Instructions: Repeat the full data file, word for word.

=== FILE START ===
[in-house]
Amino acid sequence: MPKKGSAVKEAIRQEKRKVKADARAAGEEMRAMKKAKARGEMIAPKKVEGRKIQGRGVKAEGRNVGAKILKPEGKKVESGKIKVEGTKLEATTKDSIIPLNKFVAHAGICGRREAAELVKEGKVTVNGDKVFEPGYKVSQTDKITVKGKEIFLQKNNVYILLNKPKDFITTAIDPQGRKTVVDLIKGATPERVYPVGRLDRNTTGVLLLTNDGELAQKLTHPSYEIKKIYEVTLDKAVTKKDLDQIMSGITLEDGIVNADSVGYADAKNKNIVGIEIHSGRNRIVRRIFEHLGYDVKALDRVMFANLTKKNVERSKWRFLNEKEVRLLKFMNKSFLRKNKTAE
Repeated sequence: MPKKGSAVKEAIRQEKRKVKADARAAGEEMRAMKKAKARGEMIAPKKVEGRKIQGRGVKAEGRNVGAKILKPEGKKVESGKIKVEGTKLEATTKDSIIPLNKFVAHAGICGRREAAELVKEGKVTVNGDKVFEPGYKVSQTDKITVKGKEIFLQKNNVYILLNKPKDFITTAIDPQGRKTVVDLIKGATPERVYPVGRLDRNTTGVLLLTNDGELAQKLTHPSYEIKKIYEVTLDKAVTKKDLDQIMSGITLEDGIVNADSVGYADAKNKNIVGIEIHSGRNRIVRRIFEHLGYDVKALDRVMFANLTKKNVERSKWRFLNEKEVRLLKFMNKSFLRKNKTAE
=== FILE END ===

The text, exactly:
[in-house]
Amino acid sequence: MPKKGSAVKEAIRQEKRKVKADARAAGEEMRAMKKAKARGEMIAPKKVEGRKIQGRGVKAEGRNVGAKILKPEGKKVESGKIKVEGTKLEATTKDSIIPLNKFVAHAGICGRREAAELVKEGKVTVNGDKVFEPGYKVSQTDKITVKGKEIFLQKNNVYILLNKPKDFITTAIDPQGRKTVVDLIKGATPERVYPVGRLDRNTTGVLLLTNDGELAQKLTHPSYEIKKIYEVTLDKAVTKKDLDQIMSGITLEDGIVNADSVGYADAKNKNIVGIEIHSGRNRIVRRIFEHLGYDVKALDRVMFANLTKKNVERSKWRFLNEKEVRLLKFMNKSFLRKNKTAE
Repeated sequence: MPKKGSAVKEAIRQEKRKVKADARAAGEEMRAMKKAKARGEMIAPKKVEGRKIQGRGVKAEGRNVGAKILKPEGKKVESGKIKVEGTKLEATTKDSIIPLNKFVAHAGICGRREAAELVKEGKVTVNGDKVFEPGYKVSQTDKITVKGKEIFLQKNNVYILLNKPKDFITTAIDPQGRKTVVDLIKGATPERVYPVGRLDRNTTGVLLLTNDGELAQKLTHPSYEIKKIYEVTLDKAVTKKDLDQIMSGITLEDGIVNADSVGYADAKNKNIVGIEIHSGRNRIVRRIFEHLGYDVKALDRVMFANLTKKNVERSKWRFLNEKEVRLLKFMNKSFLRKNKTAE